The announcement of the hotel complex to be built on Riverside Drive has drawn comment about how good it will be for Whangārei.
Some 140-160 jobs are promised at the hotel, and there will be flow-on business opportunities in and around the Town Basin.
The Hundertwasser, the hotel and entertainment centre, the prospect of cruise ships ferrying passengers from Northport, will undoubtedly be transformative.
More souvenir shops will pop up. Galleries selling shopping-bag-compact artworks might find a niche. They will be new places to dine out.
In a few years' time, a new vibe around the Town Basin will be interesting to observe and enjoy.
The financial benefits, for the most part, however, will swing to a small number of local business operators and overseas interests, in the case of the international hotel chain lined up for the Riverside Drive site.
And that's after a significant amount of public money has gone into the Hatea Loop Walkway and Hundertwasser Art Centre.
Which raises the question of how the benefits of a tourist influx can be spread more widely.
The Government's tourist tax, otherwise known as the International Visitor Conservation and Tourism Levy, will be introduced in 2019.
The $25 to $35 levy (the amount is still to be decided) will raise up to $80 million. Some of that money will find its way back to Whangārei to maintain public facilities near tourist attractions.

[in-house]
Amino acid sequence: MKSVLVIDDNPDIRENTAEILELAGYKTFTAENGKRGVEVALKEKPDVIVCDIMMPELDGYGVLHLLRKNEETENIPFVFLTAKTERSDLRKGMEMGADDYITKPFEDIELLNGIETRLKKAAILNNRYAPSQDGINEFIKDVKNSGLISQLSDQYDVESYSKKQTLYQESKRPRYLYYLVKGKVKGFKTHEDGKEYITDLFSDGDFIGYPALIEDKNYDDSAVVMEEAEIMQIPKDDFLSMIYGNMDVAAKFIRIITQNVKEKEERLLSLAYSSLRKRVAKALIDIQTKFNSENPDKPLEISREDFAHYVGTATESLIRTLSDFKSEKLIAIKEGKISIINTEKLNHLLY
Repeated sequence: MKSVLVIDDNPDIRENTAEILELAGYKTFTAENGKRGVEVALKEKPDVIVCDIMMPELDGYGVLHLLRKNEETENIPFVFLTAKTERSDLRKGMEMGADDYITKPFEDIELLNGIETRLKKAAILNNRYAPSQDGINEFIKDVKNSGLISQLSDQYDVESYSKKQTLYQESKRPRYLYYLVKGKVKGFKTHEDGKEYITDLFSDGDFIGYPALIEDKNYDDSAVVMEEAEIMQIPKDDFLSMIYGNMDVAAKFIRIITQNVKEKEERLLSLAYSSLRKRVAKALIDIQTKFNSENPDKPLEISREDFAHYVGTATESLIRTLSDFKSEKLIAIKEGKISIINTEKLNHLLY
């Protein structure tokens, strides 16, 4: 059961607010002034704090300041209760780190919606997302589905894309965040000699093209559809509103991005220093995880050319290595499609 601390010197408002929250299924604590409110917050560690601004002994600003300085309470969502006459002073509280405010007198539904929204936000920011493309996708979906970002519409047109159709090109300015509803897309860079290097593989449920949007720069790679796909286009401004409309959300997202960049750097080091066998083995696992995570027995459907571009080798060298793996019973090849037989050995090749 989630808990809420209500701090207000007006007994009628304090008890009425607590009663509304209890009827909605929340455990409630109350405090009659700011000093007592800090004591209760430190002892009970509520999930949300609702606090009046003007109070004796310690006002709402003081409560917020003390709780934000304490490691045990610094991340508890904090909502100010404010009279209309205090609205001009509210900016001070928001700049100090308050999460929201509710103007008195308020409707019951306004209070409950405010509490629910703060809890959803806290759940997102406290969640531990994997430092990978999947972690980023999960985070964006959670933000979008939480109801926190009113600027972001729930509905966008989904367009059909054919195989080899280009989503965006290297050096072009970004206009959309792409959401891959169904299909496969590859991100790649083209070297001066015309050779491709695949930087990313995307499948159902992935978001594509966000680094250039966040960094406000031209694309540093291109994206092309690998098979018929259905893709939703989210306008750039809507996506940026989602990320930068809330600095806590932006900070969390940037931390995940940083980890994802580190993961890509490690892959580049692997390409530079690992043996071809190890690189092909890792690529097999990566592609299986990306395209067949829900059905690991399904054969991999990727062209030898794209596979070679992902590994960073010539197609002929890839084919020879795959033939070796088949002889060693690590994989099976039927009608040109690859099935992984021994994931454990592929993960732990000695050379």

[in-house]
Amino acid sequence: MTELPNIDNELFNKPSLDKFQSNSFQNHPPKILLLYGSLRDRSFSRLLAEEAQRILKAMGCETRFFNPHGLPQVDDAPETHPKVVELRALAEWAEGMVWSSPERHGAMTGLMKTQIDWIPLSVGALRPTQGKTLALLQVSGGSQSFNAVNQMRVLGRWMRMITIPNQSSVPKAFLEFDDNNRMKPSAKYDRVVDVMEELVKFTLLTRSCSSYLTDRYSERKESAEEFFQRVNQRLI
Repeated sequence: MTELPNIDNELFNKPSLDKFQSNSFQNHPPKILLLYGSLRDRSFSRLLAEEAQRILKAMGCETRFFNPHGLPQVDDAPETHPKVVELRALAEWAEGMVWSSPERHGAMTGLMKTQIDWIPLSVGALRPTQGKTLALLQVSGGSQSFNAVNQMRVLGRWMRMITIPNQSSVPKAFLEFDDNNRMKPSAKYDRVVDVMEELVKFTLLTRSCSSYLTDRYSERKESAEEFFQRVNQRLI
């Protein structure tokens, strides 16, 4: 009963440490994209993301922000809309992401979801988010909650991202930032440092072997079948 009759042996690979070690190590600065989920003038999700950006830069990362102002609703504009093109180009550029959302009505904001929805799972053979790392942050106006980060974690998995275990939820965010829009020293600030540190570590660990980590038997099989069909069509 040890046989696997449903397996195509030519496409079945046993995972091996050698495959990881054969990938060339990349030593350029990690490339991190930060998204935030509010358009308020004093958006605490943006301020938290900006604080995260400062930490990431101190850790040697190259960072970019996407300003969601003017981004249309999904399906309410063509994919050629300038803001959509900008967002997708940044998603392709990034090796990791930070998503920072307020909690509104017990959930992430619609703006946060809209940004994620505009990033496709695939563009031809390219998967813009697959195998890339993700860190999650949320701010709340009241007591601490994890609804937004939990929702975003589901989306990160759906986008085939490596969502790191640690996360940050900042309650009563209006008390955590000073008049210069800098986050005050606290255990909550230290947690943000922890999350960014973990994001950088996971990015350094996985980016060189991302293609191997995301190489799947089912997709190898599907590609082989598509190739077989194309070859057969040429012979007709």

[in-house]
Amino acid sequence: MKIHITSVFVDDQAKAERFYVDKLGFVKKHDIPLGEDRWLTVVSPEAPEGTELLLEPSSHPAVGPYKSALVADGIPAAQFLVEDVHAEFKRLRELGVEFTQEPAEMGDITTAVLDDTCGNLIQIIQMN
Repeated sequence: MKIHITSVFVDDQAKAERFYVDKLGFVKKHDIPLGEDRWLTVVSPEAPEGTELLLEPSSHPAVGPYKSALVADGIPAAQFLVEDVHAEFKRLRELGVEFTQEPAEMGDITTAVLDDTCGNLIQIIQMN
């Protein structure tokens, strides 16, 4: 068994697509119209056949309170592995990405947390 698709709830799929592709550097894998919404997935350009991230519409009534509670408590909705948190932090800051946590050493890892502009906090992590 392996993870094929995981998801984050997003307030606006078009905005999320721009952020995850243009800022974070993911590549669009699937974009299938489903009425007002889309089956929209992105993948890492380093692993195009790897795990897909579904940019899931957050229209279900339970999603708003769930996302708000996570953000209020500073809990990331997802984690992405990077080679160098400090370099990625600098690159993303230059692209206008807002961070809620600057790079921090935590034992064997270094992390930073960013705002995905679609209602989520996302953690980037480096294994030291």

The tourist tax is a necessary move, but there's a strong case for a more direct route between tourism money and the people living in a region.
One way would be a tax on accommodation, a "bed tax" paid to local councils rather than central government. Auckland Council has already voted to introduce one. Other councils are seriously looking at the idea.
It would be good to know what Northland's councillors think and if there are plans to follow Auckland's lead.
What I'd like to see, is any tax levied on tourists enjoying our harbour and publicly supported assets like the Hundertwasser, going towards helping us to fund free public transport.
Fare-free public transport now exists in around 100 cities and towns worldwide (with the list growing). The benefits are many: reduced private transport costs, greater freedom for younger people, less road congestion and a meaningful way of reducing net carbon emissions.
This bold idea could be sold to tourists by saying that their travel - one of the most carbon-polluting things you can do - will be offset by a levy that goes directly towards lessening the carbon emissions of the region they are visiting.
Tourists would, of course, be able to take advantage of the free public transport themselves - an attraction in itself.
This new tax could be called the "International Visitors Carbon Emissions Offset and Free Public Transport Levy". A bit of a mouthful, but they'll get the idea.
You can just see hotel staff being asked the question: "What's that charge for?"
"Oh, that's for offsetting your carbon emissions as a result of traveling to our country by helping us pay for our lovely free bus service."
Tourist: "Fair enough."